Le Bourget, France Pratt & Whitney is offering to accelerate the start of a performance-based logistics arrangement for sustainment of the F-35’s F135 engine by four years to 2015, said Bennett Croswell, president of the company’s military engines business. The F-35 program office is planning to have a PBL setup for the F135 in 2019, but “we would like to pull that forward to 2015, and we would do that in a firm, fixed-price approach,” he told reporters here on June 19, the third day of the 50th Paris Air Show. Such an approach means P&W would assume the risk of any cost overrun for its PBL activities. Plus, if the company executed its work for less than the PBL contract’s value, it “would share that benefit with the US government,” said Croswell. P&W’s willingness to forge this arrangement “shows the confidence we have in the F135 engine,” he said. In return, the company seeks to cement a longer term commitment from the Defense Department—35 years—in the initial PBL contract “so that we would be incentivized to invest and earn some of that investment back,” he said. The company is confident that it can achieve “appreciably” lower F135 lifecycle costs than the Defense Department’s estimates as reflected in the selected acquisition reports to Congress, said Croswell. “We would be willing to sign up for less than the SAR estimates,” he said, giving DOD the immediate benefit of lower costs. (See also Pratt & Whitney Add Thrust to Pace of F135 Contract Negotiations)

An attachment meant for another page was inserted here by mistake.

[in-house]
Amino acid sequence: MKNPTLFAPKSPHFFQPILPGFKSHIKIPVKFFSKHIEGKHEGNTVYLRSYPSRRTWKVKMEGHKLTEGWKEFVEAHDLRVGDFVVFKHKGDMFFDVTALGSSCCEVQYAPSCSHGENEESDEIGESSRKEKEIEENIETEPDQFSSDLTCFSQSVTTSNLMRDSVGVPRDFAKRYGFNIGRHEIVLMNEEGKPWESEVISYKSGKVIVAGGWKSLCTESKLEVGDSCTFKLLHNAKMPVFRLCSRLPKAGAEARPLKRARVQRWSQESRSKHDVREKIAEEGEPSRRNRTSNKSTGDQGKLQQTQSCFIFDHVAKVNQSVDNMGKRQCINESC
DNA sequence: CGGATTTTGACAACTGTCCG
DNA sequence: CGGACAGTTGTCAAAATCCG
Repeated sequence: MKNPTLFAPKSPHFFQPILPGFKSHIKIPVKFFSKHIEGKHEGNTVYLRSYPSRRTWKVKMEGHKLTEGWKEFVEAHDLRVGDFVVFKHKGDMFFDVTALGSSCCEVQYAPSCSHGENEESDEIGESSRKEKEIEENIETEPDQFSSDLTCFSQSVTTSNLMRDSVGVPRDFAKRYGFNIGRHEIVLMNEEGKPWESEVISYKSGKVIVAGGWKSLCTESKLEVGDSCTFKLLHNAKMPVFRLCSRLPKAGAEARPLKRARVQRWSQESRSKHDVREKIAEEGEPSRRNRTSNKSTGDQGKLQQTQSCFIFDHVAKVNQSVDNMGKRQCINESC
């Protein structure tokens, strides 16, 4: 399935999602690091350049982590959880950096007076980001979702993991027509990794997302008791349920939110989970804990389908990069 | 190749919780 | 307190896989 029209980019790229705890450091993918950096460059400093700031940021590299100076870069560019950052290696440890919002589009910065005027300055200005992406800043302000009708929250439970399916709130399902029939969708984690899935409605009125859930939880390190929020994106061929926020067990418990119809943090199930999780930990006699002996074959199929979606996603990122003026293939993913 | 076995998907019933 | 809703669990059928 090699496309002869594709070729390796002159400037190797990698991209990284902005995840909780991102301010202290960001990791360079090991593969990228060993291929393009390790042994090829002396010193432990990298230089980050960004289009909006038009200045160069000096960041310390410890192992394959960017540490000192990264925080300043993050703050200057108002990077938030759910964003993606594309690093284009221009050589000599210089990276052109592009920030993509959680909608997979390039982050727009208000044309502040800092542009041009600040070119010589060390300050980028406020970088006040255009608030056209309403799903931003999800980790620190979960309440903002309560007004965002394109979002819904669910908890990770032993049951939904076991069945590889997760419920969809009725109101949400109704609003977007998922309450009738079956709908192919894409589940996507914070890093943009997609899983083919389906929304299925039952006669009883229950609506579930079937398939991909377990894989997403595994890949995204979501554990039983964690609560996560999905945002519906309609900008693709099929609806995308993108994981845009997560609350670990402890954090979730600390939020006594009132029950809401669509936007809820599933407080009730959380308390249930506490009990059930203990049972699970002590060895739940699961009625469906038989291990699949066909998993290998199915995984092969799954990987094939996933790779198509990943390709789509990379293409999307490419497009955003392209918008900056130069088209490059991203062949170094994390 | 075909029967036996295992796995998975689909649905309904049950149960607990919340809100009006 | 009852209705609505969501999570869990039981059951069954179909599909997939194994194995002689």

The U.S. supports “a stronger and more capable” European defense, Defense Secretary Lloyd J. Austin III said during an Oct. 22 press conference in Brussels—but that defense should not duplicate the functions and capabilities of the NATO alliance.